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As mentioned above, the heart of any digital camera is a chip called CCD which converts light into digital electronic signals. A CCD has the more details it can record. Higher resolution adds to the cost of the digital camera but also increases the amount of data the camera can store. The choice depends on the purpose one intends to use it for. Using the images for putting on a Web page in a PC or sending holiday snaps does not require much higher than a 640 X 1200 or higher resolution.

Optical and Digital Zoom

A zoom allows us to focus onto a smaller part of an image, giving the effect of moving closer to the subject. Almost all digital cameras have either an optical zoom or a digital zoom, and some have both. The power of a zoom is measured by the number of times it can enlarge a section of the image – 6 X 12 zoom has the effect of doubling the size of an object. An optical zoom works by physically adjusting the distance between the lenses within the camera. This means one can zoom in as little or as much as one needs within the limits of the lenses.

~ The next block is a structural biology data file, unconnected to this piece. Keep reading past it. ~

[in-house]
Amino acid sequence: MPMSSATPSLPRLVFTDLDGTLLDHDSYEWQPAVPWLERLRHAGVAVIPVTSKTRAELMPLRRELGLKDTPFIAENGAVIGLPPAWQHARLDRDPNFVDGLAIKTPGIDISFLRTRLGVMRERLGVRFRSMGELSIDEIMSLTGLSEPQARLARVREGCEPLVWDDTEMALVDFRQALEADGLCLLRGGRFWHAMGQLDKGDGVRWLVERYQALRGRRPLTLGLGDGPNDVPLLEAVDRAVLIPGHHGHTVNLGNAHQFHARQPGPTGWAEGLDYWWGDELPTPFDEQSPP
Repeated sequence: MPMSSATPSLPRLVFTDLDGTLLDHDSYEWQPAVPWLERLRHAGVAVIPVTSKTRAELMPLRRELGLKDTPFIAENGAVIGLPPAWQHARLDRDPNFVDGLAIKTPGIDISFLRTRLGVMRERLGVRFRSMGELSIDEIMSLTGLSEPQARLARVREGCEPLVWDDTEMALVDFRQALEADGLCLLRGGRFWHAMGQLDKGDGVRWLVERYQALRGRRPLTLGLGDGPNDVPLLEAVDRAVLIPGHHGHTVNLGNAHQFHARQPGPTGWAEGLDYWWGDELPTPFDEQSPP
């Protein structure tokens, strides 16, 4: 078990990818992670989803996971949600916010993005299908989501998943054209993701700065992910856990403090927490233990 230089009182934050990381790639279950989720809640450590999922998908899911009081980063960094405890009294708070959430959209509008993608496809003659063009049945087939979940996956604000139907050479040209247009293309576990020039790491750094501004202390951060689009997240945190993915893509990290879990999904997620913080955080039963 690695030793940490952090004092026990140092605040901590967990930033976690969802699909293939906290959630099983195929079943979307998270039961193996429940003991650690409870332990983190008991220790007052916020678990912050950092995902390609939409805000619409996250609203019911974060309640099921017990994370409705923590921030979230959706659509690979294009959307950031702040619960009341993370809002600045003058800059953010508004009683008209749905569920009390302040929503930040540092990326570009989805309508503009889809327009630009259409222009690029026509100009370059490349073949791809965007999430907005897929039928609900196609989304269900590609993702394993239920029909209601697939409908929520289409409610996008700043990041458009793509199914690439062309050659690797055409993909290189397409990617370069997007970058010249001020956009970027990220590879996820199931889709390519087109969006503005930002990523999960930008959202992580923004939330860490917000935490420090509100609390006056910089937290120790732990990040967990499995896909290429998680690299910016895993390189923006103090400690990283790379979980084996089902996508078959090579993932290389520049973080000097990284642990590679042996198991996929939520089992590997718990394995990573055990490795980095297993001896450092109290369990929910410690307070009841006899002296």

An optical zoom enlarges an image by magnifying a part of the subject and the same effect can be obtained digitally by creating the digital image from a smaller area of the CCD. Digital zooms generally have a much higher power rating than their optical counterparts, but the quality of the image becomes poorer as one move to higher powers. This is so because, while an optical zoom focuses a part of the subject on the whole of the CCD and records more information about that part of the subject, a digital zoom only enlarges a small part of the CCD image without recording more information.

Choose the Resolution

A lower resolution image will look terrible when printed as a large-size poster, but using the highest resolution for a picture destined for the internet is nothing short of overkill.

  • Low resolution images – below 800 X 600 pixels: Pictures to be used on Internet are quite suitable for this range. They lack finer details.